"I was absolutely sure that video game addiction couldn't be a real thing," he said. Instead, he was converted and is now passionate about attracting attention to pathological gaming.
... or is it just a politically acceptable way to raise money from a tragedy?
Playing violent video games can sharpen our focus, reasoning and decision-making skills. But do we really need the weapons?
According to a new survey by Harris Interactive, 8.5 percent of gamers between the ages of 8 and 18 can be classified as pathological or clinically addicted to video games. But the results may say more about the nature of the medium than really indicate problem behavior.
Is video game addiction a real thing? Here’s where the authors of the New York Times article went wrong: They went to a couple of researchers for their answer. What they failed to do was ask an addict.
When I commiserate with other tech-tortured parents, this seems to be a common pattern: yes, there are some girls who get really into video gaming, but it seems like it’s far more frequently an issue for little boys.
Family-friendly videogames not only teach academics and important life skills—they can be a great way to bond with your kids.
Despite the huge impact of video games on youth culture, there is not a lot of research available in this area, and few of the existing studies stand up to critical examination. This lack of scrutiny means that we know very little about the effects that video games may have on children’s development and socialization. While video games have many positive aspects, there are a number of issues that are associated with this highly interactive form of entertainment.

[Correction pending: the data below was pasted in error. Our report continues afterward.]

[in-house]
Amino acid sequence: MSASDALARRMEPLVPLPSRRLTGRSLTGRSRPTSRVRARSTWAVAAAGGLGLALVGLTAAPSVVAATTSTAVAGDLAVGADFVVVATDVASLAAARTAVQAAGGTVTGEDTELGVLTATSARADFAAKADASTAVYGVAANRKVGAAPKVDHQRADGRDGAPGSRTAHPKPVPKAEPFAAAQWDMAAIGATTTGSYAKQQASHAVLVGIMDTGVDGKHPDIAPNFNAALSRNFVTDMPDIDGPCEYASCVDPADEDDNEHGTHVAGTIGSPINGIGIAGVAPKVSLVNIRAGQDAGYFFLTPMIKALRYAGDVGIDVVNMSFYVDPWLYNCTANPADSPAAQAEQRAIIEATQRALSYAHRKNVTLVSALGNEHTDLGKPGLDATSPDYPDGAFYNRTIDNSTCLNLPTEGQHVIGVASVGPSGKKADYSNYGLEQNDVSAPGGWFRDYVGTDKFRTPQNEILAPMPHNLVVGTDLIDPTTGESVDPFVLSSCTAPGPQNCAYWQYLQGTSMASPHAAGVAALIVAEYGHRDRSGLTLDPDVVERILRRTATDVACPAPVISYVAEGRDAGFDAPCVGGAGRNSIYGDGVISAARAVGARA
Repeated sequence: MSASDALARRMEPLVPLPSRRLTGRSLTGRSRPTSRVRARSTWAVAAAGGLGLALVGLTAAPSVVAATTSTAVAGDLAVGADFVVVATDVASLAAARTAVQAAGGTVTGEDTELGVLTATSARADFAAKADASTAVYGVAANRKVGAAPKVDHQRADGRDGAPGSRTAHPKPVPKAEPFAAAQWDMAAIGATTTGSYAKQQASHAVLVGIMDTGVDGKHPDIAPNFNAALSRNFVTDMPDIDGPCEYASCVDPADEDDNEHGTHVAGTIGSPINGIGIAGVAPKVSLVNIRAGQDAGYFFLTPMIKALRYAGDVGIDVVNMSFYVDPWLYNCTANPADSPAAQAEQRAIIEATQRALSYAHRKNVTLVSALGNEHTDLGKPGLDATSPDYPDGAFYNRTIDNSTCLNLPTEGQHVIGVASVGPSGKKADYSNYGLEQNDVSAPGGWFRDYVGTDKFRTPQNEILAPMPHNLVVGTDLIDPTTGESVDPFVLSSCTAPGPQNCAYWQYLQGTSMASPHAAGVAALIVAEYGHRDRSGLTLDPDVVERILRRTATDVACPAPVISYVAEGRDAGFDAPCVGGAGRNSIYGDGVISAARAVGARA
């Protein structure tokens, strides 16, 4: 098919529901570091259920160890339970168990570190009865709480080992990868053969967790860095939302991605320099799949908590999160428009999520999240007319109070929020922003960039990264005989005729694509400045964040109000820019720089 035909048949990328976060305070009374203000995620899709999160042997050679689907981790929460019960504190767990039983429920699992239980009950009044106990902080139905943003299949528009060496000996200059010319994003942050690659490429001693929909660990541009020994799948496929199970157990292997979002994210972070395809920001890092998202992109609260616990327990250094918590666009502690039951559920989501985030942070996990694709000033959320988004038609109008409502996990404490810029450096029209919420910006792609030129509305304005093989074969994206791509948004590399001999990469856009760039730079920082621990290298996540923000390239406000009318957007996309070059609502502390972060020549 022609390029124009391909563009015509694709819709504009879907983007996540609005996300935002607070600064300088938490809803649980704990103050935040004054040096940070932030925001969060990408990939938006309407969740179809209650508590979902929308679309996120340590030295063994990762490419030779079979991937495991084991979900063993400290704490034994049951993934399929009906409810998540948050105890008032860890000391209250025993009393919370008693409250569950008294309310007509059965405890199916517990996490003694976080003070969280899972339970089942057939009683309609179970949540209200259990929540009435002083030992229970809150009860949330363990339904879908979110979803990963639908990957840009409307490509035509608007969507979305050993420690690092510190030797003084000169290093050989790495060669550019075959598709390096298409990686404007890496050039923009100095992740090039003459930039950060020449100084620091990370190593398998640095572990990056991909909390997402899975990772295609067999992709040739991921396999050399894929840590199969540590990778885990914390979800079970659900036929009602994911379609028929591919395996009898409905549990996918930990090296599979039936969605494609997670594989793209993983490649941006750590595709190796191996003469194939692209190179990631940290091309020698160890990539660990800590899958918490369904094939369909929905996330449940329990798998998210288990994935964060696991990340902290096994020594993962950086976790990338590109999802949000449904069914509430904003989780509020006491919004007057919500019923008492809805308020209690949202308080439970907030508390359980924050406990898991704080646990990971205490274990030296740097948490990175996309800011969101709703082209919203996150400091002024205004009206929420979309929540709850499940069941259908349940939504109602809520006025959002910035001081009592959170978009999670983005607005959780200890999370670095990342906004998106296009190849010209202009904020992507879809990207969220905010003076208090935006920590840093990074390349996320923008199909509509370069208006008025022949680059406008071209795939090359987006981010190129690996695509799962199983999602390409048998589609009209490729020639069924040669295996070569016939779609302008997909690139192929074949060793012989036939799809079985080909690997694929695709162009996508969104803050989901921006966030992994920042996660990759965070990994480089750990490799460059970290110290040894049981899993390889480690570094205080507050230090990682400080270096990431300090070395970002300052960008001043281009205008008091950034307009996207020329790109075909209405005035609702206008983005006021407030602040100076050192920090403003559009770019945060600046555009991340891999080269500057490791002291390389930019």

The American Psychiatric Association has identified internet gaming disorder as a possible psychiatric illness, and the World Health Organization has proposed including “gaming disorder” in its catalog of mental diseases, along with drug and alcohol addiction. This is all terribly misguided. Playing video games is not addictive in any meaningful sense. It is normal behavior that, while perhaps in many cases a waste of time, is not damaging or disruptive of lives in the way drug or alcohol use can be.
Melanie’s description of her son’s symptoms revealed the signs of video game addiction: demands to add to already exorbitant time gaming, sneaking and lying about gadget use, rages when parents tried to limit electronics, and profound damage to family relationships and school success from overuse of video games.
Time will tell whether or not it makes sense to make gaming addiction a formal psychiatric diagnosis or to refine the diagnostic criteria so that they are more sensitive in revealing pathology. It will also take more time to discern if there are adverse developmental consequences for young people whose game-playing is increasingly in the virtual world.
Video games are more addictive than ever. This is what happens when kids can’t turn them off.
Helping connect digital media users with what matters most - life. Our innovative program model assists the digitally distracted discover their passion and purpose in life. At reSTART, we understand that problematic Internet and gaming use often co-occurs with other mental health conditions.